Installation of a microhydro plant at the CSCS pumping station for the production of electrical energy using the cooling water from supercomputers

Lugano, 21 July 2015

To further improve its energy efficiency, the Swiss National Supercomputing Centre (CSCS) is installing turbines at its Parco Ciani pumping station to produce electricity from the water returned to Lake Lugano after cooling its supercomputers.

Improving energy efficiency is an on-going focus for the Swiss National Supercomputing Centre (CSCS) in Lugano: its office is a “Minergie” certified building, and since 2013 its most powerful supercomputer, “Piz Daint”, has been recognised as the “greenest” (most energy-efficient) petaflop-class supercomputer in the world. Moreover, the defining criteria for the design and construction of its technical infrastructure are modularity and flexibility to provide long-term sustainability and energy efficiency across the centre.

The use of a natural resource – Lake Lugano – for the cooling of the supercomputers housed at CSCS is a contributing factor in energy efficiency. Water is taken from the lake at a depth of 45 metres – where it has a constant temperature of about six degrees Celsius all year round – and is transported from the pumping station in Parco Ciani along a 2.8 kilometre route to CSCS at a altitude difference of 30 metres. Following its use, the water is transported back to the lake via a duct under pressure and returned at a depth of around 12 metres. The potential energy of the pumped water can be used for the production of electricity – and to achieve that, an electric microhydro plant consisting of two turbines will be installed at the Parco Ciani pumping station between the end of July and the beginning of August.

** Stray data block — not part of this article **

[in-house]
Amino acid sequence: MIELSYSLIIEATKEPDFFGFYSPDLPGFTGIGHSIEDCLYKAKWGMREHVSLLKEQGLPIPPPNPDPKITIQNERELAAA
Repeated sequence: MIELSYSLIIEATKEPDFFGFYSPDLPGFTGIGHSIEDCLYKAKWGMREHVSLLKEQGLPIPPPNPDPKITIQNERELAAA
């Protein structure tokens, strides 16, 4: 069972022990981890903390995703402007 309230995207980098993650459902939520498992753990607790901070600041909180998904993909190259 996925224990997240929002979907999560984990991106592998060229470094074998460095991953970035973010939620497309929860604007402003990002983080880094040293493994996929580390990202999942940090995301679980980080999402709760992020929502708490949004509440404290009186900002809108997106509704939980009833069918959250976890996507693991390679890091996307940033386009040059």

The energy produced by the microhydro plant will be re-used for pumping the water to CSCS, thereby allowing a reduction of its total energy consumption.

The two turbines, with flow rates of 150 and 100 litres per second, will enable the production of up to 60 kWh of electrical energy. Production will start at around 30 kWh, with the potential to add a third turbine to accommodate further increases in water-cooling requirements in the future.

Ladina Gilly, Associate Director of CSCS and head of facility management, gave the following comment regarding the installation of the turbines: “From the moment at which our new office in Lugano became operational in 2012 we have continuously worked to further improve the energy efficiency of the centre. With the installation of the turbines for the production of electricity we are taking an important step with a positive impact not only in efficiency but also for the operating costs of the centre”.

The technical management of the project was entrusted to the offices of Amstein + Walthert AG of Zurich and Luigi Tunesi Ingegneria SA of Lugano-Pregassona, the turbines were supplied by Häny in collaboration with Blue Water Power, while the work relating to the piping and hydraulics was carried out by Romag AG. The investments were financed directly by the Swiss Federal Institute of Technology in Zurich.